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The model proposed for response (Y) was Y ¼ b0 þ

4 X n¼1

bn X n þ

4 X n¼1

bnn X 2n þ

4 X

bnm X n Xm ,

(1)

nhm

where b0 is the value for the fixed response at the central point of the experiment, bn, bm, bnn and bnm are the linear, quadratic and cross product coefficients, respectively. 2.5. Protein extraction Watermelon seed meal (10 g) was extracted for protein with different levels of independent variables (Temperature 40–60 1C, NaOH 0.03–0.15 g/L, time 5–25 min and solvent/ meal ratio 30:1–70:1, v/w). The protein extraction was carried out with alkali solution in water-jacketed bottles by connecting it to a water bath (TC 500; Brook Field, USA). The solution was continuously stirred with a magnetic stirrer for a selected period. The solution was immediately centrifuged in a cooling centrifuge at 10000  g for 15 min at 4 1C. The supernatant was filtered through Whatman filter paper # 1 and the soluble protein content was determined (Lowry, Rosebrough, Farr, & Randal, 1951). Transformation of coded variable (X1) level to uncoded variable (x1) level could be obtained from x1 ¼ 5(X1)+50, x2 ¼ 0.3(X2)+0.9, x3 ¼ 5(X3)+15, x4 ¼ 10(X4)+50. The duplicate experiments were repeated twice. 2.6. Statistical analysis

Seeds were dehulled, ground using hammer mill (M/S Narang Scientific Works, India), extracted with n-hexane three times (n-hexane ratio: flour 10:1, v/w), desolventized and ground again to pass through 72 mesh sieve to obtain fine powder, termed as deoiled meal and was stored at 20 1C till use. The experiment was carried out in duplicate.

Average values and standard deviation was computed for proximate composition. A second-order polynomial was fitted to the mean data values to obtain regression equations and statistical significance of its terms was examined using a commercial statistical package Mini Tab11.12 (Mini Tab Inc., USA). The experimental and computed values were analyzed for coefficient of determination (R2), standard error and scattered plot. Extractions conditions were optimized using contour plots for two independent parameters while fixing remaining two at coded zero levels.

2.3. Proximate analysis

3. Results and discussion

Moisture, crude fat, crude protein, crude fibre and ash content of watermelon seed, kernel and meal were determined following standard method of analysis (AOAC, 1990). Carbohydrate was determined by subtracting all constituents from hundred.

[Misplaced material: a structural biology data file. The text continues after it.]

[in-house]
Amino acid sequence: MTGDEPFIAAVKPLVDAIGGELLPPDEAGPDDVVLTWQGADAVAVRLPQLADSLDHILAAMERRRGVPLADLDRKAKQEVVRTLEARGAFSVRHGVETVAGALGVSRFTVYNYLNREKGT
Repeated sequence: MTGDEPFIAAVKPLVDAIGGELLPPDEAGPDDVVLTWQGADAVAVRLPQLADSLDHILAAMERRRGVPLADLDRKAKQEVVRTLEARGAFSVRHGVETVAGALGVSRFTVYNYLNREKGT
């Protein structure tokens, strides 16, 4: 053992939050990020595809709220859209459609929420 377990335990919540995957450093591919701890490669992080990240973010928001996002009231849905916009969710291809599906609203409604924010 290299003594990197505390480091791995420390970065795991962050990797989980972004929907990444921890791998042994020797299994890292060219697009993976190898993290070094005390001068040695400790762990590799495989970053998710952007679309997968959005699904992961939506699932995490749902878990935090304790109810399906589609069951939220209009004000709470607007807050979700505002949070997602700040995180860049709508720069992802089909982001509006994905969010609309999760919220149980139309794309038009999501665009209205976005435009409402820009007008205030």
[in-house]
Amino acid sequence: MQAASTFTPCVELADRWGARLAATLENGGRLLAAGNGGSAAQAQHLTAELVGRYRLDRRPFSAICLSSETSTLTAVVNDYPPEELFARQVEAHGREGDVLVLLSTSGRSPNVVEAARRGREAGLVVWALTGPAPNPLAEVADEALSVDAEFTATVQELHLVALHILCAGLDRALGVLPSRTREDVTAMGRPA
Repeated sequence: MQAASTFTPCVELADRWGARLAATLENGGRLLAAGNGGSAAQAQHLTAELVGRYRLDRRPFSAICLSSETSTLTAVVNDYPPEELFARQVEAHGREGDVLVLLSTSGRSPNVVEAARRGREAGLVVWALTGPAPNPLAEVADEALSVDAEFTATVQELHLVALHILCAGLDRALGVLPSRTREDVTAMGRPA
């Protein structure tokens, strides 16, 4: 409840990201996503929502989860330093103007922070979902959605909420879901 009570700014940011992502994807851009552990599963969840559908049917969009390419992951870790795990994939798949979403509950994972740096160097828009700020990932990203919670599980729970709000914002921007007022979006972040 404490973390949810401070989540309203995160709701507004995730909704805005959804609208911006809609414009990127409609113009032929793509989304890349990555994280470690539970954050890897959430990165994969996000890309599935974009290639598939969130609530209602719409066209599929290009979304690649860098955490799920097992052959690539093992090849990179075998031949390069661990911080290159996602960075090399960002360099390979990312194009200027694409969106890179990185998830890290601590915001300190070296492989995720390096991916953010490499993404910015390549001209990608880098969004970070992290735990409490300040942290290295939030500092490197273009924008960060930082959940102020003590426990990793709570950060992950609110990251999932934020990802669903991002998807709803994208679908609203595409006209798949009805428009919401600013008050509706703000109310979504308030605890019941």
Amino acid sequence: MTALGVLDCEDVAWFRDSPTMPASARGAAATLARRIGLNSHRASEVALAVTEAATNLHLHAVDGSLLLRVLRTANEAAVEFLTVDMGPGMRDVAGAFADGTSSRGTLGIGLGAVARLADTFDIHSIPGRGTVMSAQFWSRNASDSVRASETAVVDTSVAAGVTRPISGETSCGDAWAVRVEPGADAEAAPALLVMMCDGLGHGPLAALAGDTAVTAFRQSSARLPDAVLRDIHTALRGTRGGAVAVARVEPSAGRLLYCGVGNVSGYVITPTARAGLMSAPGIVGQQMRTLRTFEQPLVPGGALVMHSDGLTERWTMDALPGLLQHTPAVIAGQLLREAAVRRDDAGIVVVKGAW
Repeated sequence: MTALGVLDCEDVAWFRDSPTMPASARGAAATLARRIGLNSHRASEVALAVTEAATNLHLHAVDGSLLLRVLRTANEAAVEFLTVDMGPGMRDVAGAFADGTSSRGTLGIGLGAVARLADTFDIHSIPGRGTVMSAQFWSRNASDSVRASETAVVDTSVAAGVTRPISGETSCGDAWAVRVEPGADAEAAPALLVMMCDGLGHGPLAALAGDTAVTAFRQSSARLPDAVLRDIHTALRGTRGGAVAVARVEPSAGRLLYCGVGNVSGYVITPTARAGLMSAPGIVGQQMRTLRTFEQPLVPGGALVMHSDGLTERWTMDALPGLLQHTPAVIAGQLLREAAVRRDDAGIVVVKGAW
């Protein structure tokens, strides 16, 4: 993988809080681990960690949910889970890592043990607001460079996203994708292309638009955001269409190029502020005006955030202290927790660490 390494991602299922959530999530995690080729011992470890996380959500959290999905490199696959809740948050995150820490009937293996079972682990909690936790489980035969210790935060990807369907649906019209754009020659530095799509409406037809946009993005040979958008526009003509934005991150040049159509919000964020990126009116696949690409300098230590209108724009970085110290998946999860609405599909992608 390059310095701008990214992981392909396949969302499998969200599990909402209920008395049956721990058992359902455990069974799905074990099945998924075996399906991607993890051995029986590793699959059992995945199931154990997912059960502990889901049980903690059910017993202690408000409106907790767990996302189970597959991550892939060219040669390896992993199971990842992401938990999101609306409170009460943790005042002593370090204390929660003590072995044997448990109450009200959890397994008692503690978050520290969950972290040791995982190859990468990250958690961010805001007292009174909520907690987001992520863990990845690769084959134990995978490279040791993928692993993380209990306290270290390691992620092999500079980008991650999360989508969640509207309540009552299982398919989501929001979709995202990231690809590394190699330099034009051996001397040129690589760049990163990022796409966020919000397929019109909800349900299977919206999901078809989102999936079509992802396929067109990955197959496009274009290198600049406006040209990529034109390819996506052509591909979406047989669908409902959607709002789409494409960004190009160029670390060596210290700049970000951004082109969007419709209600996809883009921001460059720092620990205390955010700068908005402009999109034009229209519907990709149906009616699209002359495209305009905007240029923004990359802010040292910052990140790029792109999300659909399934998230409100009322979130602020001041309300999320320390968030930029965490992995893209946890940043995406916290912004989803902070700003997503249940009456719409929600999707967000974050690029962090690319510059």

3.1. Proximate analysis

2.2. Preparation of defatted seed meal

2.4. Experimental design The effect of four independent variables X1 (temperature), X2 (NaOH concentration), X3 (extraction time) and X4 (solvent/meal ratio) at five levels on protein yield (dependent variable) were investigated using central composite design and RSM.

The proximate analysis of seeds, kernels and deoiled meal of watermelon revealed that seeds, kernels and meal contained 16.34, 40.46 and 56.15 g/100 g crude protein, respectively (Table 1). Seeds showed very high content of fibre due to fibrous seed coat. Removal of seed coat resulted in increase in protein and lipid content of kernels. Earlier studies show that seeds contained 4.85–9.2 g/100 g moisture, 22.2–28.2 g/100 g fat, 18.98–31.02 g/100 g, 32.9–62.4 g/100 g crude fibre, 2.3–4.2 g/100 g ash and 12.3–27.6 g/100 g carbohydrate (by difference) whereas kernels contained 2.7–9.5 g/ 100 g moisture, 44.4–56.0 g/100 g fat, 18.98–51.5 g/100 g,

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1.7–7.9 g/100 g crude fibre, 0.8–4.99 g/100 g ash and 2.6–5.6 g/100 g carbohydrate (by difference) (Akpapunam & Markakis, 1981; El-Adaway & Taha, 2001; Lasztity et al., 1986; Sharma et al., 1986; Teotia & Ramakrishna, 1984). Present studies showed that proximate composition of seeds and kernels was within the range of the earlier reported values. It indicated that the watermelon seeds used

Table 1 Proximate composition of watermelon (Citrullus vulgaris Cv Sugar baby) seed, kernel and meal (n ¼ 3). Parameters (g/100 g)

Seed

Kernel

Meal

Moisture Crude fat Crude protein (N  6.25) Crude fiber Ash Carbohydrate (by difference)

7.6770.23 21.9370.61 16.3470.59 22.2170.37 2.4870.40 26.31

4.0270.25 38.88723.75 40.4670.14 2.6270.18 3.7170.07 10.31

5.1671.13 0.9370.35 56.1371.32 4.5170.72 3.7670.57 29.51

for this study are comparable with those used in other studies. 3.2. Protein extraction Mean experimental protein yield values from 31 selected combinations of the independent variables, varied from 72.03 to 81.52 g/100 g seed meal (Table 2). Independent and dependent variable were analyzed to get regression equation that could predict the response under the given range. The regression equation obtained for protein yield (Y) was as follows: Y ¼ 177:140  3:250X 1 þ 3:120X 2 þ 0:106X 3  0:974X 4 þ 0:029X 21 þ 4:516X 22  0:029X 23 þ 0:006X 24  0:119X 1 X 2 þ 0:00X 1 X 3 þ 0:009X 1 X 4 þ 0:169X 2 X 3  0:102X 2 X 4 þ 0:006X 3 X 4 .

ð2Þ

Table 2 Central composite arrangement for independent variables X1 (temperature, 1C), X2 (NaOH, g/L), X3 (time, min), X4 (solvent/meal ratio, v/w) and their response (protein yield, g/100 g) (n ¼ 3) Run

1 2 3 4 5 6 7 8 9 10 11 12 13 14 15 16 17 18 19 20 21 22 23 24 25 26 27 28 29 30 31

Variables levels (uncoded)

Protein yield (g/100 g)

X1

X2

X3

X4

Experimental

Temperature (1C)

NaOH (g/L)

Time (min)

Solvent/meal ratio (v/w)

P1

P2

P3

1 1 1 1 1 1 1 1 1 1 1 1 1 1 1 1 2 2 0 0 0 0 0 0 0 0 0 0 0 0 0